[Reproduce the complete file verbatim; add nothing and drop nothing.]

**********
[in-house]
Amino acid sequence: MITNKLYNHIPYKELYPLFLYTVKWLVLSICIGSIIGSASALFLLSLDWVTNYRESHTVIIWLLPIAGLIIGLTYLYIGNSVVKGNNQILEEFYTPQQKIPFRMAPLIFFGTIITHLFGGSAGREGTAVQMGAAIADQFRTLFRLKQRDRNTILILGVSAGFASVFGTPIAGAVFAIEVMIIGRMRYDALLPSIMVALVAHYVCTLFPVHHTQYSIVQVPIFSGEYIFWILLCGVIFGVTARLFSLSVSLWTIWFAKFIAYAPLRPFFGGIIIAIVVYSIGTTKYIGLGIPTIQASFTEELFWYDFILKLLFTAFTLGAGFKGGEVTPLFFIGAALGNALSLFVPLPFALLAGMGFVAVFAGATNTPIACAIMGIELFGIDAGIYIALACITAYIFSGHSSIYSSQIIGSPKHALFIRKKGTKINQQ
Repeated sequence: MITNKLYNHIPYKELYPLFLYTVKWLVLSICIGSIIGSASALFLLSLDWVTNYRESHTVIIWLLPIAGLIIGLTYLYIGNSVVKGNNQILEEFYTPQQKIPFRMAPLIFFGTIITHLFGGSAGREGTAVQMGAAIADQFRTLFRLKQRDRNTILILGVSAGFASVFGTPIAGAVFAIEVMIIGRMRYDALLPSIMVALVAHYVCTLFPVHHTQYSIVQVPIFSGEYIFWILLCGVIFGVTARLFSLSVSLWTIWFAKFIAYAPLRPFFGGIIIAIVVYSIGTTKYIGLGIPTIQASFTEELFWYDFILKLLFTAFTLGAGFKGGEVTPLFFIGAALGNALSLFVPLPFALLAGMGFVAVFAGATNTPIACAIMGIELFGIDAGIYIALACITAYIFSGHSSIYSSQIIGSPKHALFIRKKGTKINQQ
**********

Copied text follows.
[in-house]
Amino acid sequence: MITNKLYNHIPYKELYPLFLYTVKWLVLSICIGSIIGSASALFLLSLDWVTNYRESHTVIIWLLPIAGLIIGLTYLYIGNSVVKGNNQILEEFYTPQQKIPFRMAPLIFFGTIITHLFGGSAGREGTAVQMGAAIADQFRTLFRLKQRDRNTILILGVSAGFASVFGTPIAGAVFAIEVMIIGRMRYDALLPSIMVALVAHYVCTLFPVHHTQYSIVQVPIFSGEYIFWILLCGVIFGVTARLFSLSVSLWTIWFAKFIAYAPLRPFFGGIIIAIVVYSIGTTKYIGLGIPTIQASFTEELFWYDFILKLLFTAFTLGAGFKGGEVTPLFFIGAALGNALSLFVPLPFALLAGMGFVAVFAGATNTPIACAIMGIELFGIDAGIYIALACITAYIFSGHSSIYSSQIIGSPKHALFIRKKGTKINQQ
Repeated sequence: MITNKLYNHIPYKELYPLFLYTVKWLVLSICIGSIIGSASALFLLSLDWVTNYRESHTVIIWLLPIAGLIIGLTYLYIGNSVVKGNNQILEEFYTPQQKIPFRMAPLIFFGTIITHLFGGSAGREGTAVQMGAAIADQFRTLFRLKQRDRNTILILGVSAGFASVFGTPIAGAVFAIEVMIIGRMRYDALLPSIMVALVAHYVCTLFPVHHTQYSIVQVPIFSGEYIFWILLCGVIFGVTARLFSLSVSLWTIWFAKFIAYAPLRPFFGGIIIAIVVYSIGTTKYIGLGIPTIQASFTEELFWYDFILKLLFTAFTLGAGFKGGEVTPLFFIGAALGNALSLFVPLPFALLAGMGFVAVFAGATNTPIACAIMGIELFGIDAGIYIALACITAYIFSGHSSIYSSQIIGSPKHALFIRKKGTKINQQ